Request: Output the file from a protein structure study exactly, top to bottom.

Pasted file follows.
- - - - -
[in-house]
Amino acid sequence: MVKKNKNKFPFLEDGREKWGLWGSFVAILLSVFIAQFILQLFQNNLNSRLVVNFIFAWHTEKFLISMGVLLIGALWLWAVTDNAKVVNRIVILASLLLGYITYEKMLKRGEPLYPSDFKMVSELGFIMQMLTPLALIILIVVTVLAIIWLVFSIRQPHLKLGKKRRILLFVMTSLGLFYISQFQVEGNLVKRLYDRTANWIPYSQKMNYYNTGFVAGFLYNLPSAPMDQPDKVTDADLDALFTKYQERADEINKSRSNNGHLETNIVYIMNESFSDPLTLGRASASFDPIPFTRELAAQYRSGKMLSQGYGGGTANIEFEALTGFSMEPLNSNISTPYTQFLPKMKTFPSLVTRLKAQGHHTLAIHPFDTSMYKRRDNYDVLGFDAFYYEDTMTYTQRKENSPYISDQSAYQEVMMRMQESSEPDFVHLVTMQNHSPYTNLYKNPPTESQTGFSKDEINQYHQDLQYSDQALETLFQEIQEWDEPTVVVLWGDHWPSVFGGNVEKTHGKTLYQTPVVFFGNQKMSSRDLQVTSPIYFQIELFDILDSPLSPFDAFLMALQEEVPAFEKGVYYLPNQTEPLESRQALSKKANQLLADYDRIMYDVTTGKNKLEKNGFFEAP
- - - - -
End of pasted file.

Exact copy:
[in-house]
Amino acid sequence: MVKKNKNKFPFLEDGREKWGLWGSFVAILLSVFIAQFILQLFQNNLNSRLVVNFIFAWHTEKFLISMGVLLIGALWLWAVTDNAKVVNRIVILASLLLGYITYEKMLKRGEPLYPSDFKMVSELGFIMQMLTPLALIILIVVTVLAIIWLVFSIRQPHLKLGKKRRILLFVMTSLGLFYISQFQVEGNLVKRLYDRTANWIPYSQKMNYYNTGFVAGFLYNLPSAPMDQPDKVTDADLDALFTKYQERADEINKSRSNNGHLETNIVYIMNESFSDPLTLGRASASFDPIPFTRELAAQYRSGKMLSQGYGGGTANIEFEALTGFSMEPLNSNISTPYTQFLPKMKTFPSLVTRLKAQGHHTLAIHPFDTSMYKRRDNYDVLGFDAFYYEDTMTYTQRKENSPYISDQSAYQEVMMRMQESSEPDFVHLVTMQNHSPYTNLYKNPPTESQTGFSKDEINQYHQDLQYSDQALETLFQEIQEWDEPTVVVLWGDHWPSVFGGNVEKTHGKTLYQTPVVFFGNQKMSSRDLQVTSPIYFQIELFDILDSPLSPFDAFLMALQEEVPAFEKGVYYLPNQTEPLESRQALSKKANQLLADYDRIMYDVTTGKNKLEKNGFFEAP